At the time Chaplin made "The Great Dictator" the full extent of the Nazi horror was years away from public knowledge, and Chaplin said later that, had he known, he would not have made the film. But it stands as a contemplation on dictators, not just the little weasel who stole the mustache look. And the speech at the end, the innocent barber disguised as the Great Dictator, pleading for peace, love, and understanding, is a timeless speech, perhaps as memorable as anything in Henry V, moreso because we have the hindsight to understand the deep horror that he was unintentionally, but poignantly, revealing to his audience. He still does, for those who will listen.
Van Morrison has written new songs about how he does not believe in virology and personally resents being blocked from performing in front of a huge audience in multiple cities because of the coronavirus pandemic. In an announcement on his official website, "Born To Be Free, As I Walked Out, and No More Lockdown are songs of protest which question the measures the Government has put in place. Morrison makes it clear in his new songs how unhappy he is with the way the Government has taken away personal freedoms."
To be fair, Morrison, long the Oscar the Grouch of mellow grating, is referring to the confusing and ineffective policies of the British government, which are a train wreck, but he hints that every nation on earth is in on the conspiracy.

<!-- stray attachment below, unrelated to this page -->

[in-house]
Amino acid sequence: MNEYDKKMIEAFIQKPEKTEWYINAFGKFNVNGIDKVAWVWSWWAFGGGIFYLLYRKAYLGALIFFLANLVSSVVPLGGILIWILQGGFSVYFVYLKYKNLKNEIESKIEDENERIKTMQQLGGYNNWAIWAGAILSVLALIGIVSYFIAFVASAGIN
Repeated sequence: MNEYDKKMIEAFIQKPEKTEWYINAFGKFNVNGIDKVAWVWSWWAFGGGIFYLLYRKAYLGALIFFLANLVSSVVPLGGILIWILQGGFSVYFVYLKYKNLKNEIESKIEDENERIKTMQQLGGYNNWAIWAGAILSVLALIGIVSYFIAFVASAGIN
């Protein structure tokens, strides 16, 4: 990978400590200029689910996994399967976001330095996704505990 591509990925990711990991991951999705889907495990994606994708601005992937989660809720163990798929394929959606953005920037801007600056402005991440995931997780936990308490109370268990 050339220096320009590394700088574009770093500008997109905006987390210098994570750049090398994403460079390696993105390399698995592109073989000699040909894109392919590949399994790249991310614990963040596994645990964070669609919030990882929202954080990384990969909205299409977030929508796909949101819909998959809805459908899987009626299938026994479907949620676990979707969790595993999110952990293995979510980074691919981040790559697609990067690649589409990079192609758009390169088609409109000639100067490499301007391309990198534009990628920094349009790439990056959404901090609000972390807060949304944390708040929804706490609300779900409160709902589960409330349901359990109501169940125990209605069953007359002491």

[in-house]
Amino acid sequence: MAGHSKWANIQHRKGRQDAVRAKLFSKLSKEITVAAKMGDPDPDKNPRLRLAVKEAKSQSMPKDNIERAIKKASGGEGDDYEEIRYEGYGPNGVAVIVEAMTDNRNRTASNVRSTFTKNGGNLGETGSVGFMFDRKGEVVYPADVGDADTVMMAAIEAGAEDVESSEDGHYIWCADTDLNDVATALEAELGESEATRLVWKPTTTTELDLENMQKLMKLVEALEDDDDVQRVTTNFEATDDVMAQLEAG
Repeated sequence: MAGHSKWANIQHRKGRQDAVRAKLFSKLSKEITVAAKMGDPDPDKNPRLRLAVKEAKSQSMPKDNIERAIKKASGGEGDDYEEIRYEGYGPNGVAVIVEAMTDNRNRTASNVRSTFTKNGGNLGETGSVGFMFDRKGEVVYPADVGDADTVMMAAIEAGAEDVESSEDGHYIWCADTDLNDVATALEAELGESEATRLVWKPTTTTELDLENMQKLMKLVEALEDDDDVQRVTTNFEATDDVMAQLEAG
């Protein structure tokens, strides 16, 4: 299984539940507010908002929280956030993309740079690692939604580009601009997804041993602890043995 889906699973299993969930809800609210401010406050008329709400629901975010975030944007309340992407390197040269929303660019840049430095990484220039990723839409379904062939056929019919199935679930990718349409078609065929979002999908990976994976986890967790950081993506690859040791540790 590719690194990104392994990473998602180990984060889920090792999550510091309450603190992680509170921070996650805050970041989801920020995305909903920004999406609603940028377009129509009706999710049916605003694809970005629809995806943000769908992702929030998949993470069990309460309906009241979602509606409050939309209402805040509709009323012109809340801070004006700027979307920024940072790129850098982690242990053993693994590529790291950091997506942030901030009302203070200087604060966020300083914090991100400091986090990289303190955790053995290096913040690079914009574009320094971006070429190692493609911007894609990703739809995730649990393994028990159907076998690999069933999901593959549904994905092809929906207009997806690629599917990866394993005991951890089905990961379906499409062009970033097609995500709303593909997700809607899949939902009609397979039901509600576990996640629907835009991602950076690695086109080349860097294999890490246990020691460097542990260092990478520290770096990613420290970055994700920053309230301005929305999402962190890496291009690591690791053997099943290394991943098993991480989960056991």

As his statement says, "The singer-songwriter, who is campaigning for performance venues to open at full capacity again, feels strongly that lockdown is in danger of killing live music. Without a date for reopening fully in 2020, many venues will shut down for good." While this is certainly a danger and a serious issue, many physicians, researchers, and humans counter-argue that without a treatment or vaccine for the virus, many humans will shut down for good.
He will be performing his songs live later this month at the London Palladium, proving that he embraces contradictions.
For a brief primer on Prime Minister Boris Johnson's chaotic approach to the pandemic, which has resulted in one of the highest infection rates in Europe:
No song captures the mindset of a five-year-old better than this, from the Backyardigans. The concept of being big, powerful; this fades (or shrinks) the closer one gets to actual maximum size. Some are crushed by that, some men over-compensate with Cuban heels and talking louder, but most people like the view from their own face by then. At five, though, when you're the smallest creature in the living room, it fires the imagination and fills the soul to be the biggest creature in the backyard.
May 20, 1954, "Rock Around the Clock" is released. There will always be some dispute as to which was the first real rock'n'roll record, but at this point the discussion is starting to wrap around the question: Which is the last real rock'n'roll song?